The term metallography designates laboratory investigations for the quality assurance of metals - an indispensable step in the processing and manufacturing of metallic components. For the purpose of analysing the microstructure, samples are taken from the workpiece, and prepared by grinding, polishing, and etching. The microstructure must not be altered by these procedures. Next, the workpiece is subjected to the actual examination under a digital microscope. At the Härtha hardening plant, trained metallographers and material testers perform the analysis of the materials. Put your trust in professional quality assurance that satisfies the highest standards.

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Sample preparation in metallography


Sample preparation forms an integral part of metallography and is the basis of the microscopic examination of solid materials. Sample preparation is comprised of several steps, with a number of procedures available. To ensure that the sample is not corrupted and that its original properties are preserved, it is always vital to apply the correct procedure.


The appropriate metallographic process

Each step of sample preparation requires the selection of suitable chemical and physical procedures, with appropriate consumables. A thorough knowledge of physics and chemistry is a basic prerequisite for every metallographer or material tester.


The decision about the appropriate preparation procedures must be based on the characteristics of the workpiece. These essentially include the nature of the workpiece, the type of material, and the treatments to which the workpiece has been subjected.


For example, wet abrasive cutting is a good choice for titanium workpieces, while vacuum infiltration is suitable for particularly porous materials. Classification into material groups can assist in the selection of suitable procedures.


Preparatory steps at a glance

Preparatory stepPossible procedures
Sawing Wet
Sample fixationHot embedding
Cold embedding
Vacuum infiltration
Fully automatic
Fully automatic
Colour etching


Potential errors and quality inspection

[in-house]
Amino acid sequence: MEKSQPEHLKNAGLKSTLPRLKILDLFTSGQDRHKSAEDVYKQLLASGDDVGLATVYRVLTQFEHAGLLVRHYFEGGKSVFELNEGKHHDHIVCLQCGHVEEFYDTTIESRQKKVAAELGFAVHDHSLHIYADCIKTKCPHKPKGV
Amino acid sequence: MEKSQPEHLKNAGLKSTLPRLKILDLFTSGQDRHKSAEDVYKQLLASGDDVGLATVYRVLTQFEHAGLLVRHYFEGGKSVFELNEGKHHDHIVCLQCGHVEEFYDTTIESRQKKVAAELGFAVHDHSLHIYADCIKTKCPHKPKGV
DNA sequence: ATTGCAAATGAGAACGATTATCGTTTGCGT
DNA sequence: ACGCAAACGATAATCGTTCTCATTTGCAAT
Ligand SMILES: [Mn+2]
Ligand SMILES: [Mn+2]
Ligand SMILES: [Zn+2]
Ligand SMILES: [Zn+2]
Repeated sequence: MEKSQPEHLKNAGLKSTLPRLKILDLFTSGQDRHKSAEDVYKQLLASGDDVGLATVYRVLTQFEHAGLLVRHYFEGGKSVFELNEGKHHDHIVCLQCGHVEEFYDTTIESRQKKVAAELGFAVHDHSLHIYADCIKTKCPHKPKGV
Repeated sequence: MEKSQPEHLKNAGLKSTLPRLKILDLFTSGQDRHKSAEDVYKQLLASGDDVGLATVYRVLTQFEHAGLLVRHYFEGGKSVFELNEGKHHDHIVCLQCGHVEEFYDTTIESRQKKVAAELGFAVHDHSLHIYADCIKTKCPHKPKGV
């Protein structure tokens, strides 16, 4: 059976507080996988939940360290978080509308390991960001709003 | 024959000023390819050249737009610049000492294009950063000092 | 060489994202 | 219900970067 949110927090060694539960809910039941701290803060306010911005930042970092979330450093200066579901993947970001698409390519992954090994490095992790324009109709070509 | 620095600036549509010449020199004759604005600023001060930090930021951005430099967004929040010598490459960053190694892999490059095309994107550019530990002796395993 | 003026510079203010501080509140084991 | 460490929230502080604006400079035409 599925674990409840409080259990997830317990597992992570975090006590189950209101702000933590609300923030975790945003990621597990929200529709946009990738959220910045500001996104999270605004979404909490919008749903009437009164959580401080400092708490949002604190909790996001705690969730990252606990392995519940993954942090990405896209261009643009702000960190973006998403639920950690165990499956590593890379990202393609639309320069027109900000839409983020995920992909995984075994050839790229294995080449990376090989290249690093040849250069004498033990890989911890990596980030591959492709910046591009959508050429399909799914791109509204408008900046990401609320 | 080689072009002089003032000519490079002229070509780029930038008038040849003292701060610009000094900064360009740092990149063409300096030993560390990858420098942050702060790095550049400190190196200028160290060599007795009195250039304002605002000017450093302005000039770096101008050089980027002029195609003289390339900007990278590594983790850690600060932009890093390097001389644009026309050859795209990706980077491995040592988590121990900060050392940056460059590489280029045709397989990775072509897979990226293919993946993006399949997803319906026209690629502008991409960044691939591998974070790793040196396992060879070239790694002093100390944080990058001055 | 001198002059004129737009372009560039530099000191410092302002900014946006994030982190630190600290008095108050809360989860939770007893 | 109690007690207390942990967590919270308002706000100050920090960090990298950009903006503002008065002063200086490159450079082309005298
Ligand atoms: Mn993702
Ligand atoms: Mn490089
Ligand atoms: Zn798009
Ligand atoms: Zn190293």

Errors can occur at every step of the sample preparation and must be investigated with targeted quality control. Only if no errors are detected can the next step be performed. Possible errors include:

  • Deformation
  • Cracking
  • Pitting
  • Changes in the microstructure
  • Detachment of coatings
  • Smearing
  • Scratches and gouges
  • Detachment of phases
  • Overetching




The microstructural analysis


The actual analysis is performed as soon as the sample has been successfully prepared. For this, the microstructure is examined under the digital microscope. The desired microstructure does not necessarily have to be of the highest quality. The analysis determines a quality that is sufficient for the specific use of the workpiece.


Areas of application


Metallography is used for quality assurance in all branches of the metal industry. The areas of application include:


  • Determination of layer thicknesses
  • Microstructural analysis
  • Procedure tests (e.g. heat treatments)
  • Inspection of the particle size distribution in the event of damage
  • Monitoring of series production parts
  • Inspection of semi-finished products and cast iron parts
  • Assessment of weld seams


Practical examples from the field of metallography


A workpiece is to undergo metallographic analysis following its carburisation. The drawing specification specifies the carburisation depth and the absence of residual austenite. These values must now be verified.


Maintaining the right temperature throughout the entire sample preparation is essential. The process begins with the request for the sample. Cooling with water during the cutting process keeps the sample from being impaired by heat generation.


The next step is the cold or warm embedding of the sample. Since the risk of fissure formation is greater during cold embedding, this example uses hot embedding with a hot embedding agent, which can be used at temperatures as low as 150°C. The temperature during hot embedding must not exceed 180 °C, as any residual austenite may otherwise be converted to martensite. This would falsely qualify the sample as conforming, even though this is not true for the component.


If the quality control result is satisfactory, the sample is subjected to grinding and polishing. The carburised zone is made visible by means of etching. As the last step, a microhardness test checks the carburisation depth as per the DIN requirement.



Process locations


At our Härtha hardening plant we offer metallography as a means to assure the quality of our metalworking processes. Refer to our interactive location overview to find out the processes offered at each location.